Sister Gertrude Morgan was a self-taught African-American artist, musician, poet, and preacher. Born in LaFayette, Alabama, she relocated to New Orleans in 1939, where she lived and worked until her death in 1980.
Sister Morgan was born Gertrude Williams in Lafayette, Alabama to mother Frances “Fannie” Williams and father Edward Williams; she was the seventh child.
For reasons unknown, she left school before completing the third grade. After her family relocated to Georgia, Sister Morgan worked as a servant and nursemaid in a private home.
Her marriage in 1928 was to Will Morgan, although there is no evidence of divorce, it is known she left Columbus alone in 1938, traveling to Alabama and then to New Orleans where she settled.
The first of many revelations that Sister Gertrude was to experience came in 1934. The story of this revelation is inscribed on one of her paintings. On it she wrote, “Sitting in my Kitchen one night I heard a great strong Voice speak to me said I’ll make thee as a signet for I have chosen thee I got this calling on the 30th day of Dec in 1934 I had to answer to my calling and one day give up and Pack up and go … a chosen vessel of God’s wonderful to Be. God called me a chased me and turned me into the hands of his son and JESUS said to take up your cross and follow me.”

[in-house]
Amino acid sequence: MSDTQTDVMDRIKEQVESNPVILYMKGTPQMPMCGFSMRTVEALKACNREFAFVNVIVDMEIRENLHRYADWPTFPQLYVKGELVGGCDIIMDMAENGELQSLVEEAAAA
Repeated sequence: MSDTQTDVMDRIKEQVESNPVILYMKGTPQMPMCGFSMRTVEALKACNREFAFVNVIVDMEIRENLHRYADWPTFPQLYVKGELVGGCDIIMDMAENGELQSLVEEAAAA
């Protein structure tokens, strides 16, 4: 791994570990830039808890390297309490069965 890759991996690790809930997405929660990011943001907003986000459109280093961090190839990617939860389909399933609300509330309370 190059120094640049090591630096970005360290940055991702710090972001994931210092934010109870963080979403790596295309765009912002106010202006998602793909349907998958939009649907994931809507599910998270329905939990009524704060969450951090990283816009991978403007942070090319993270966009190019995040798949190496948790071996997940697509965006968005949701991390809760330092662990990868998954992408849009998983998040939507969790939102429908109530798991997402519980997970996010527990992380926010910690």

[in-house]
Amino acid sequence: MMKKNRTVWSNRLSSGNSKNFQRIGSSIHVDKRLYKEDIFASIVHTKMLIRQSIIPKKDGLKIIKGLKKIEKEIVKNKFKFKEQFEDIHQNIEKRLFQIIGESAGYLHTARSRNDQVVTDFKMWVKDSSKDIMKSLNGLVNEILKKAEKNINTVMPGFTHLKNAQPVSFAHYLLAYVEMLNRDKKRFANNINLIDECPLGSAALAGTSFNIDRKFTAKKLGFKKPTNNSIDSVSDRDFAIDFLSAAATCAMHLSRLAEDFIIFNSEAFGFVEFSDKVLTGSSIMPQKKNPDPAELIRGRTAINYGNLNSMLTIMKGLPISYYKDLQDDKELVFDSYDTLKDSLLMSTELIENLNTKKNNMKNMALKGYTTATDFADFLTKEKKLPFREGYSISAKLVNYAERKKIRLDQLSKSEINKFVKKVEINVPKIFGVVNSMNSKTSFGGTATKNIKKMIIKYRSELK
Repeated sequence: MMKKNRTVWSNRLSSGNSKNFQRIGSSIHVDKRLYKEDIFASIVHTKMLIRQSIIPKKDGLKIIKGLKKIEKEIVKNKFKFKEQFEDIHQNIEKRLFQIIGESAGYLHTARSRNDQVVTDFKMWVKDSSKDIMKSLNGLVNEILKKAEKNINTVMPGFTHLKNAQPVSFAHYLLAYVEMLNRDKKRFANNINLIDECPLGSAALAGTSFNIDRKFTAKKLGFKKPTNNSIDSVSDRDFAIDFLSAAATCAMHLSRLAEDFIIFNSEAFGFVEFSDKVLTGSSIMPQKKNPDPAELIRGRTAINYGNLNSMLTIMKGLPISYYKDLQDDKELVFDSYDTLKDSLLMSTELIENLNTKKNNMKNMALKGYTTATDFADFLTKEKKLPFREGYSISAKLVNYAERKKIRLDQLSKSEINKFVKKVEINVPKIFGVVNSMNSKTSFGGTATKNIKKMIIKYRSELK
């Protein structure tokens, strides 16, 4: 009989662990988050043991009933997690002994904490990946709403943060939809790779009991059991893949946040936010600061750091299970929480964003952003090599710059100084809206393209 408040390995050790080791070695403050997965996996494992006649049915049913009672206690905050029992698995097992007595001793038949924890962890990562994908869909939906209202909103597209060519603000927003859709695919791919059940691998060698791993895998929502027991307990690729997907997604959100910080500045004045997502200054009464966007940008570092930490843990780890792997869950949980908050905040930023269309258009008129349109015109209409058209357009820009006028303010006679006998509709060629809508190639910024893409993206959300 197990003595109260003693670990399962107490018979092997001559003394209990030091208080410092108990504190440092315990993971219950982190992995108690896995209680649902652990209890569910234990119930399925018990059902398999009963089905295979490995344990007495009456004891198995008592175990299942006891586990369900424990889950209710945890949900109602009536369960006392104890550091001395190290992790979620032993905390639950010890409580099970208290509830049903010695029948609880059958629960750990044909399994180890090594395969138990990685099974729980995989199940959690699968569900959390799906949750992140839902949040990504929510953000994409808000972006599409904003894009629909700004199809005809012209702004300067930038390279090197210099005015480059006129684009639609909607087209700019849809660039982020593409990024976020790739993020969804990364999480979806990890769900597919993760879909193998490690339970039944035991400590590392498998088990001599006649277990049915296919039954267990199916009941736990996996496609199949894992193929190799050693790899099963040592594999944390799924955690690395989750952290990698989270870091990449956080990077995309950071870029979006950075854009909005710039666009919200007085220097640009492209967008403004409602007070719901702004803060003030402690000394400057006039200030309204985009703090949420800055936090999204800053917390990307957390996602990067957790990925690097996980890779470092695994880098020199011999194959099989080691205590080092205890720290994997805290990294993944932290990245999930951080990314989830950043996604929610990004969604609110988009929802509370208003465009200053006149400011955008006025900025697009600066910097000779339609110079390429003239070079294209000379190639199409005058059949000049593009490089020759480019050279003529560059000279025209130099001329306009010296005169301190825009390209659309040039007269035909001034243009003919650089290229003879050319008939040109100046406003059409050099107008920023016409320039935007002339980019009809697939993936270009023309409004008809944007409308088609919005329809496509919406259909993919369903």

She received another revelation from God urging her to paint. She understood the act of painting as a tool to be used in her service to the Lord, just as she used music in her street preaching. Sister Morgan also used her early paintings as visual aids in her sermons and teachings, often with children. She later described hearing a voice that told her she was the Bride of Christ. Sister Morgan then discarded her black missionary attire in favor of an all-white ensemble made up of a nurses’ uniform, peaked nurses’ cap and matching white shoes. Sister Morgan died in her sleep on July 8, 1980.